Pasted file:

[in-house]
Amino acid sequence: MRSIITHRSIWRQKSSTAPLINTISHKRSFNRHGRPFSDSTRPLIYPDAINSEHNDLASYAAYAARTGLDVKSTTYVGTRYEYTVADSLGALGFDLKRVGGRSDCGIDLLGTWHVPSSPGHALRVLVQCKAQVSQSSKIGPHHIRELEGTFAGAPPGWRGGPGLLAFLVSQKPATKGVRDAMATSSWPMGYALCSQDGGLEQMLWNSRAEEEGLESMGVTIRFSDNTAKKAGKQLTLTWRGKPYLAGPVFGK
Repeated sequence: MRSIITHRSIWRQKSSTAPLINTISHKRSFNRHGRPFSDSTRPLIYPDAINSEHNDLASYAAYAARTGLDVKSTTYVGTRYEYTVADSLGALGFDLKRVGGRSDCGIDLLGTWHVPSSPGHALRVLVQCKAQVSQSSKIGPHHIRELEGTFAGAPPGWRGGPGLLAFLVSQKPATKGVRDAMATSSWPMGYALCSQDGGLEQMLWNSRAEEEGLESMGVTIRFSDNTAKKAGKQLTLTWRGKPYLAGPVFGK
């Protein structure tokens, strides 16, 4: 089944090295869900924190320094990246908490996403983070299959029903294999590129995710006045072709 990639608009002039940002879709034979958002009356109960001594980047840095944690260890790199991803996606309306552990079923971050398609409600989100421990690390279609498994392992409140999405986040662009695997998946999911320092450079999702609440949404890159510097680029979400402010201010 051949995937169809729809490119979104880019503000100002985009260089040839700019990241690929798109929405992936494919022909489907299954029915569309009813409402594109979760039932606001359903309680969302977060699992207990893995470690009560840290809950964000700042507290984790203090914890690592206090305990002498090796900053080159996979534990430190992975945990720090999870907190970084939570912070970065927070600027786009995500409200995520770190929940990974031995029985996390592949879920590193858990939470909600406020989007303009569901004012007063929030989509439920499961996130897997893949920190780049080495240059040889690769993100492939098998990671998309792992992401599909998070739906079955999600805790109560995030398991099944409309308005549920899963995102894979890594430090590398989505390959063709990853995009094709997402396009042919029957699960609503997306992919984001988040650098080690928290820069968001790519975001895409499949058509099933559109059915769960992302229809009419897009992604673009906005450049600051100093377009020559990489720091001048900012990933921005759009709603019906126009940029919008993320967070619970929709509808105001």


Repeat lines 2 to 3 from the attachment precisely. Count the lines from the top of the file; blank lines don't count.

Amino acid sequence: MRSIITHRSIWRQKSSTAPLINTISHKRSFNRHGRPFSDSTRPLIYPDAINSEHNDLASYAAYAARTGLDVKSTTYVGTRYEYTVADSLGALGFDLKRVGGRSDCGIDLLGTWHVPSSPGHALRVLVQCKAQVSQSSKIGPHHIRELEGTFAGAPPGWRGGPGLLAFLVSQKPATKGVRDAMATSSWPMGYALCSQDGGLEQMLWNSRAEEEGLESMGVTIRFSDNTAKKAGKQLTLTWRGKPYLAGPVFGK
Repeated sequence: MRSIITHRSIWRQKSSTAPLINTISHKRSFNRHGRPFSDSTRPLIYPDAINSEHNDLASYAAYAARTGLDVKSTTYVGTRYEYTVADSLGALGFDLKRVGGRSDCGIDLLGTWHVPSSPGHALRVLVQCKAQVSQSSKIGPHHIRELEGTFAGAPPGWRGGPGLLAFLVSQKPATKGVRDAMATSSWPMGYALCSQDGGLEQMLWNSRAEEEGLESMGVTIRFSDNTAKKAGKQLTLTWRGKPYLAGPVFGK